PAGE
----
Synbiotic strategy: Probiotic and prebiotic supplementation may reduce mortality in pre-term infants – Australian meta-analysis

By Gary Scattergood

- Last updated on GMT

The RCTs estimated the effect of six different probiotic strains. GettyImages
The RCTs estimated the effect of six different probiotic strains. GettyImages

Related tags Probiotic Prebiotic

Probiotic and prebiotic supplementation may reduce the mortality rate of pre-term infants if given in their first few months of life, an Australian meta-analysis has found.

Researchers at Griffith University used advanced big data analysis to identify specific probiotic supplements, and ultimately assessed 45 randomised controlled trials with 12,320 participants from 19 different locations including the US, Asia, Europe, Africa and Australia.

The included RCTs estimated the effect of six different probiotic strains (Bifidobacterium, Lactobacillus, Enterococcus, Saccharomyces, Streptococcus, and Bacillus), and their combinations on the health parameters of premature infants.

They found Bifidobacterium plus prebiotic supplementation was the optimal intervention in reducing infant mortality, while Lactobacillus plus prebiotic supplementation was the optimal intervention in reducing necrotising enterocolitis (NEC).

In relation to the role of the prebiotic, the researchers wrote: “The prebiotic interacts with the probiotic, leading to a synergistic effect to boost the antibacterial defence of infants’ immature intestinal tract barrier.  In addition, prebiotic supplements have been proved to accelerate intestinal maturation in preterm infants.”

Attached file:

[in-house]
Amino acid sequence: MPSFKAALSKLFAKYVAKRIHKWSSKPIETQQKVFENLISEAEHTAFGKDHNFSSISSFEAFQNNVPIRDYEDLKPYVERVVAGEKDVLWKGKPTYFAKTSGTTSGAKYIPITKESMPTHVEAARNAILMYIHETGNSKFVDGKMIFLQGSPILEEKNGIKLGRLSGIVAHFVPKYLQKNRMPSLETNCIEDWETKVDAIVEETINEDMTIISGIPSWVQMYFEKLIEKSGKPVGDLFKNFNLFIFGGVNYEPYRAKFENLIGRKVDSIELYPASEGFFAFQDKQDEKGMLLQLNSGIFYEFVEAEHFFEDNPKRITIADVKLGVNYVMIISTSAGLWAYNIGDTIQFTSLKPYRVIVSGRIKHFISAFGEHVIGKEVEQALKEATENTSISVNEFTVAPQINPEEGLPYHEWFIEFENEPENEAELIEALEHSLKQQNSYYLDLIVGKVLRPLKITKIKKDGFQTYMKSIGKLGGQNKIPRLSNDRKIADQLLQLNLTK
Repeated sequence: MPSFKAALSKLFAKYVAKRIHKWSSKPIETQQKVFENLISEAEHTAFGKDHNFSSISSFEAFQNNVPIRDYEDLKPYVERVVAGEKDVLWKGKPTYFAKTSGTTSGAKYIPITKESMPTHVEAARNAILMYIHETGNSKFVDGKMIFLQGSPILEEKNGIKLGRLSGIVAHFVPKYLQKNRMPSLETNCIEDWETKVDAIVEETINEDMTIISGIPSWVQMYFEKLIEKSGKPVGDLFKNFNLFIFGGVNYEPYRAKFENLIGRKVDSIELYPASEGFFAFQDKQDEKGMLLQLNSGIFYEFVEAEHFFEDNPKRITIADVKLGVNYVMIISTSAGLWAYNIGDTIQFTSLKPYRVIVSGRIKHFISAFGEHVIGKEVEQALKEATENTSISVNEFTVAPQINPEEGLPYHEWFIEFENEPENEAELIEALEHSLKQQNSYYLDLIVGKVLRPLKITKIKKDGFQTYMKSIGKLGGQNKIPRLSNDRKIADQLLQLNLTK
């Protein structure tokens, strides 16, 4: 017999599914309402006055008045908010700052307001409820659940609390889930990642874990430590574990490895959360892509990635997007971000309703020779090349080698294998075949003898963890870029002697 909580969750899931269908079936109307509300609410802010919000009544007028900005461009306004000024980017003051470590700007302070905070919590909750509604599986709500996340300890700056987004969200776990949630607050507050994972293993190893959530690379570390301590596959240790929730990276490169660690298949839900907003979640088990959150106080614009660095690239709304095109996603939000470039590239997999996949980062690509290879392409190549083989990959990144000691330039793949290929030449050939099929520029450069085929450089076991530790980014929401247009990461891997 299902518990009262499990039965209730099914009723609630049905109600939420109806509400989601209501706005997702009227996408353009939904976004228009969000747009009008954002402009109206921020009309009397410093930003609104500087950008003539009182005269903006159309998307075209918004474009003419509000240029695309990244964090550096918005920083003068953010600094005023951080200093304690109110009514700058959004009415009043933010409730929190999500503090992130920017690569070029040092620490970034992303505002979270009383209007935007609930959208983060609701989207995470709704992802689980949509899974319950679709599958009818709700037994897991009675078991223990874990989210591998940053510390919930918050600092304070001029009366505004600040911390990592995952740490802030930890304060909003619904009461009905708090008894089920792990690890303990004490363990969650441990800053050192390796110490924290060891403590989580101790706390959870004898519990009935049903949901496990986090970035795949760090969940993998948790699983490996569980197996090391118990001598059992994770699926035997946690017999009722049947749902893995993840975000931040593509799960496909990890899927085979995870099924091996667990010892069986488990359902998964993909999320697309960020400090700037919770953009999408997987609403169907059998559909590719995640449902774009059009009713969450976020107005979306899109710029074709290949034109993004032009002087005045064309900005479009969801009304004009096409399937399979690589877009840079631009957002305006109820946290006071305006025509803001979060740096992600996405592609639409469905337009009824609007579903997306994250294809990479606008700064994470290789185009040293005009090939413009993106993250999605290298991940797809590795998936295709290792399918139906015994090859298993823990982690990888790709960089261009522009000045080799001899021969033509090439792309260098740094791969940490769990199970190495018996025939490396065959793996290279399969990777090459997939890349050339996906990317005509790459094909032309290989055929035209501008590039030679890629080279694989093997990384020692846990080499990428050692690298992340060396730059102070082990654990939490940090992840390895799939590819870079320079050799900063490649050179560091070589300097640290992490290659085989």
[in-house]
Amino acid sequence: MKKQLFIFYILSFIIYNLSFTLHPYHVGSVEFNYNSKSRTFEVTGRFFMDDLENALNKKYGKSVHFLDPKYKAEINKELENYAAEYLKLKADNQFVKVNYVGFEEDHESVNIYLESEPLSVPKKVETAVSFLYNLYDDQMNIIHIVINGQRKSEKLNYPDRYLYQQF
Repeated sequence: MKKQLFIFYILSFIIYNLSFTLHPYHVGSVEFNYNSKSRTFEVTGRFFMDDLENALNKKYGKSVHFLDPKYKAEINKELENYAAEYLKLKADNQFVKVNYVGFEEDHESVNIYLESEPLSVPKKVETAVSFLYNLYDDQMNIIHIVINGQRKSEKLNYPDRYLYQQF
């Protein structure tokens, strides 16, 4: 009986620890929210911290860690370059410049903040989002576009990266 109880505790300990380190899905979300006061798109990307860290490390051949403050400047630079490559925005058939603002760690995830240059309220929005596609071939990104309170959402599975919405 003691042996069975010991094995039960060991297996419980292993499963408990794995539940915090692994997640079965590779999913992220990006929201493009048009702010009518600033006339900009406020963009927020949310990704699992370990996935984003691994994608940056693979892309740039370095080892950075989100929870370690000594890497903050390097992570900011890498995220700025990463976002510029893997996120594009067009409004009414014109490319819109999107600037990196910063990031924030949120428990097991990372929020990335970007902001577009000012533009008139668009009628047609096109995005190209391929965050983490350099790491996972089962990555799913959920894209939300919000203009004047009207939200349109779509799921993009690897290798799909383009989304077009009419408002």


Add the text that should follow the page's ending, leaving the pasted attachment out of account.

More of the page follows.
The duration of treatment varied from two to nine weeks or covered the infant’s hospitalisation.

Baseline parameters including gestational age, birth weight, sex and sample size were similar across the study.

Common problem

“Despite improvements in gestation management and healthcare, pre-term birth remains a common and serious pregnancy problem,”​ says lead researcher Associate Professor Jing Sun.

“The prevalence of pre-term birth ranges from 5% to 18% across 184 countries and 15 million infants are born pre-term globally.

“As intestinal muscosa is a natural barrier for migration of bacteria, immature immune system and gastrointestinal tracts are at risk of complications and are a leading cause of neonatal death.”

Associate Professor Sun said recent studies suggest the composition of infants’ gut microbiota was affected by birth weight and gestational age.

“Altered gut microbiota has been proven to put infants at high risk of developing NEC and sepsis and they often present at a late stage.

“It is evident that early probiotic supplementation may benefit premature infants by improving their gastrointestinal tolerance again potential pathogens and regulating the altered gut microbiota to that of a healthy infant.

“We hope this study will contribute to a better understanding of combined probiotics and its effectiveness in reducing future disease burden caused by preterm birth.”

The paper noted: Further, our results demonstrated that combined use of probiotics may have better efficacy in premature infants than the single strain.

“The combined use of probiotics ranks higher than single use both in each parameter and in general.

“This is consistent with Guthmann et al., who reported that two or more probiotic strains or a combination of Bifidobacterium and Lactobacillus achieves the best results in preterm infants.

“Thus, in further design of trials and clinical use, combination of probiotics and their synergistic effect should be taken into account.”

Source: Pediatrics


Effects of Probiotics in Preterm Infants: A Network Meta-Analysis​ 

Authors: Jing Sun, et al.

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